Bortha (A Minor) -v- The Minister for Justice and Equality,  IEHC 152 (2018)
|Docket Number:||2017 511 JR|
|Party Name:||Bortha (A Minor), The Minister for Justice and Equality|
THE HIGH COURT
JUDICIAL REVIEW[2017 No. 511 JR]
(A MINOR SUING THROUGH HER MOTHER AND NEXT FRIEND NADEJDA BORTA)APPLICANTAND
THE MINISTER FOR JUSTICE AND EQUALITYRESPONDENT
JUDGMENT of Mr Justice David Keane delivered on 23 March 2018
This judgment is given ex tempore in accordance with the principles summarised by Humphreys J in Walsh v Walsh (No. 1) (Unreported, High Court, 2 February, 2017),  IEHC 181 and, in particular, subject to the safeguard described by Munby LJ in In re A. and L. (Children)  EWCA Civ. 1611 (at para. 47) and noted by Humphreys J (at paras. 15-16) whereby the parties will have the ability and, indeed, the duty to seek further elaboration or explanation from the court if they feel that something is missing.
The applicant (‘Ms Borta’) seeks an order of certiorari quashing the decision of the respondent (‘the Minister’), dated 16 May 2017, refusing to grant her a certificate of naturalisation under s. 16 of the Irish Nationality and Citizenship Act 1956, as amended (‘the Act of 1956’), because, while the Minister acknowledges that Ms Borta is a person with ‘Irish associations’, as that term is defined under s. 16(2) of the Act of 1956, the Minister does not consider those associations sufficiently strong to warrant the exercise in Ms Borta’s favour of the Minister’s absolute discretion to grant a certificate of naturalisation.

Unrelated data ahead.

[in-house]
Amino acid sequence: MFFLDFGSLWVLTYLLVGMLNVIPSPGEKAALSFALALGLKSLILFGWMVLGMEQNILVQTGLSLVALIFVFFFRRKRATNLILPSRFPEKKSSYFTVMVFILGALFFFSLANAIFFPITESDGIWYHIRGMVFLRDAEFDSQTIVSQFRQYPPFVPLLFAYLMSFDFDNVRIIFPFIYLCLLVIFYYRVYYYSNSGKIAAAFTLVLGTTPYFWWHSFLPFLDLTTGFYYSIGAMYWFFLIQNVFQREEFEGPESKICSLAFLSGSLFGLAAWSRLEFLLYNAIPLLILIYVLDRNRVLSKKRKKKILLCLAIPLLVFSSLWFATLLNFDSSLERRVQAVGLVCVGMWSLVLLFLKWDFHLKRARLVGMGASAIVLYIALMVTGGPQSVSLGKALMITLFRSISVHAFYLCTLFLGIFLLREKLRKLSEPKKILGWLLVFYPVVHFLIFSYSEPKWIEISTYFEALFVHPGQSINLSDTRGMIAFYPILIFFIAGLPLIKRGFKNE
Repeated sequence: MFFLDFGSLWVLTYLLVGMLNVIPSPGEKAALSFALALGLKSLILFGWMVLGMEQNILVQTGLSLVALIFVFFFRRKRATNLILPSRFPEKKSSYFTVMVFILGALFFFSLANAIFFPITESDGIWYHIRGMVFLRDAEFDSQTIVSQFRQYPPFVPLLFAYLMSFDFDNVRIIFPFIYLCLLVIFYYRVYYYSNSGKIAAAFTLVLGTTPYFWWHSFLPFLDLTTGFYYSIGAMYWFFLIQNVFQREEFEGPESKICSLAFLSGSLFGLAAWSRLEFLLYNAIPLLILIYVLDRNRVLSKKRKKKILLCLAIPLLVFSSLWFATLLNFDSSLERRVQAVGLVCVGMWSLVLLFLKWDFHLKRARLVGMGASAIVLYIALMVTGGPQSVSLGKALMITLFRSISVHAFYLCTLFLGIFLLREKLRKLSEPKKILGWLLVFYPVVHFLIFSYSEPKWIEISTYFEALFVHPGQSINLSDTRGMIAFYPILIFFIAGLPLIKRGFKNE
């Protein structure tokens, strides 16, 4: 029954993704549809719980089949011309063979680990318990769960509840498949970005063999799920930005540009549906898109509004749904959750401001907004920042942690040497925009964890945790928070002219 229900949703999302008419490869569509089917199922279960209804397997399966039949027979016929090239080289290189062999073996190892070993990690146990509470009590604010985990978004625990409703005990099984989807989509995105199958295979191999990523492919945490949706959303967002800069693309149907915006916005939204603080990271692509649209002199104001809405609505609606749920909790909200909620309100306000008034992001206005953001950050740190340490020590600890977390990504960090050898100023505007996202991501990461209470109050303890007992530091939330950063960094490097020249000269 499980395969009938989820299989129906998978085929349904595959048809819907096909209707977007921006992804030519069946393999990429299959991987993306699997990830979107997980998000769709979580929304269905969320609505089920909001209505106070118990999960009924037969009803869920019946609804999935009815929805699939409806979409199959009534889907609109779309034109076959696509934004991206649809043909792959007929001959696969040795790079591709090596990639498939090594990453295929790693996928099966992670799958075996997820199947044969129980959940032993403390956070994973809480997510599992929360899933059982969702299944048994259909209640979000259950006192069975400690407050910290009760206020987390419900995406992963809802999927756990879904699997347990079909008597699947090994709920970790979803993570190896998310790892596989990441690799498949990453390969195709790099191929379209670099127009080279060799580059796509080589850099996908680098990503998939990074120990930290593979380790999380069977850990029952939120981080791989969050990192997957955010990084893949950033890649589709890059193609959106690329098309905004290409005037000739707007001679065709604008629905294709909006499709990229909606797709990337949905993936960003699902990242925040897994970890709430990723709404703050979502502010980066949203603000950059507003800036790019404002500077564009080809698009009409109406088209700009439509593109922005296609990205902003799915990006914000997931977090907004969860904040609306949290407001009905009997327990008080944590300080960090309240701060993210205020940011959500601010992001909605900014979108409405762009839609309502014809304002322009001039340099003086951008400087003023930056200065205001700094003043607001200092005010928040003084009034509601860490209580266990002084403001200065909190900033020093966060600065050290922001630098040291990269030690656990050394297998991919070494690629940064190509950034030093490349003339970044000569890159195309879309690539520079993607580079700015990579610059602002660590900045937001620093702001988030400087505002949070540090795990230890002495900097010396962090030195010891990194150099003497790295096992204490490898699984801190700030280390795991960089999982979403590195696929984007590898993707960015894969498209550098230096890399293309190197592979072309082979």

Ms Borta was given leave to seek certiorari of the said decision by Order of O’Regan J made on 26 June 2017.
These are the relevant facts. Ms Borta’s mother avers that she is a citizen of both Romania and Moldova who came to Ireland in 2007. Ms Borta was born in Moldova on 20 May 2003. Her father is not a citizen of Ireland. She was cared for by her grandmother from the age of two years until she was eight years old. Ms Borta’s mother did not obtain permission to reside in Ireland until she obtained a Romanian passport on 23 December 2011. On 27 June 2012, Ms Borta obtained a Romanian passport of her own and her mother brought her to Ireland immediately afterwards. Ms Borta was then nine years old.
Ms Borta has a sister who was born in the State on 6 October 2014 and who is a citizen of Ireland, presumably on the basis of her mother’s residence on the island of Ireland for a period of not less than three years in the four years immediately preceding her birth, thus bringing her within the scope of s. 6A of the Act of 1956, whereby citizenship by birth in the island of Ireland remains available to persons born to non-nationals in such circumstances.
Through her mother, Ms Borta applied for a certificate of naturalisation on 24 January 2017. She did so based on her Irish associations under s. 16 of the Act of 1956. In the box on the application form marked ‘particulars of Irish descent or Irish associations’, Ms Borta’s mother entered:
‘Camelia Borta – 06/10/2014 Ireland, sister of [Ms Borta]’7. The Irish Naturalisation and Immigration Service (‘the INIS’) wrote to Ms Borta’s mother on 16 May 2017, stating that the Minister had decided not to grant Ms Borta a certificate of naturalisation. The letter encloses a submission that was prepared for the Minister on the application and recites that the Minister’s decision is ‘annotated thereon.’ It isn’t. There is no annotation on the copy of the submission exhibited on behalf of the applicant and the copy of that correspondence exhibited on behalf of...
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